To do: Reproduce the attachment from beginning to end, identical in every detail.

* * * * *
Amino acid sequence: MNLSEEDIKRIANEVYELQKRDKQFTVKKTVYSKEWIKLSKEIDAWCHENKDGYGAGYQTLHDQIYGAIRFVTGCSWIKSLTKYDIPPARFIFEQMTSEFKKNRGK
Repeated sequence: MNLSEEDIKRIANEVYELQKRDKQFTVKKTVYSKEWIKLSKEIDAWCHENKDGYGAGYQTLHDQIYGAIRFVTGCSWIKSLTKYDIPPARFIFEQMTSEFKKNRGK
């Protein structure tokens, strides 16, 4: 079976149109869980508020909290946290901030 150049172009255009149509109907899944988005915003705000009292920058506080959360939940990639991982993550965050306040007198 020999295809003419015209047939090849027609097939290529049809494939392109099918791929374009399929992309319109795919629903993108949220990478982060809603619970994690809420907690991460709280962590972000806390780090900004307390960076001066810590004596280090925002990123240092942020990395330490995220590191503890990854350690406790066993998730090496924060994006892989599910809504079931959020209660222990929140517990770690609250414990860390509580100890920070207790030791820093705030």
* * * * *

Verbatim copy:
Amino acid sequence: MNLSEEDIKRIANEVYELQKRDKQFTVKKTVYSKEWIKLSKEIDAWCHENKDGYGAGYQTLHDQIYGAIRFVTGCSWIKSLTKYDIPPARFIFEQMTSEFKKNRGK
Repeated sequence: MNLSEEDIKRIANEVYELQKRDKQFTVKKTVYSKEWIKLSKEIDAWCHENKDGYGAGYQTLHDQIYGAIRFVTGCSWIKSLTKYDIPPARFIFEQMTSEFKKNRGK
């Protein structure tokens, strides 16, 4: 079976149109869980508020909290946290901030 150049172009255009149509109907899944988005915003705000009292920058506080959360939940990639991982993550965050306040007198 020999295809003419015209047939090849027609097939290529049809494939392109099918791929374009399929992309319109795919629903993108949220990478982060809603619970994690809420907690991460709280962590972000806390780090900004307390960076001066810590004596280090925002990123240092942020990395330490995220590191503890990854350690406790066993998730090496924060994006892989599910809504079931959020209660222990929140517990770690609250414990860390509580100890920070207790030791820093705030």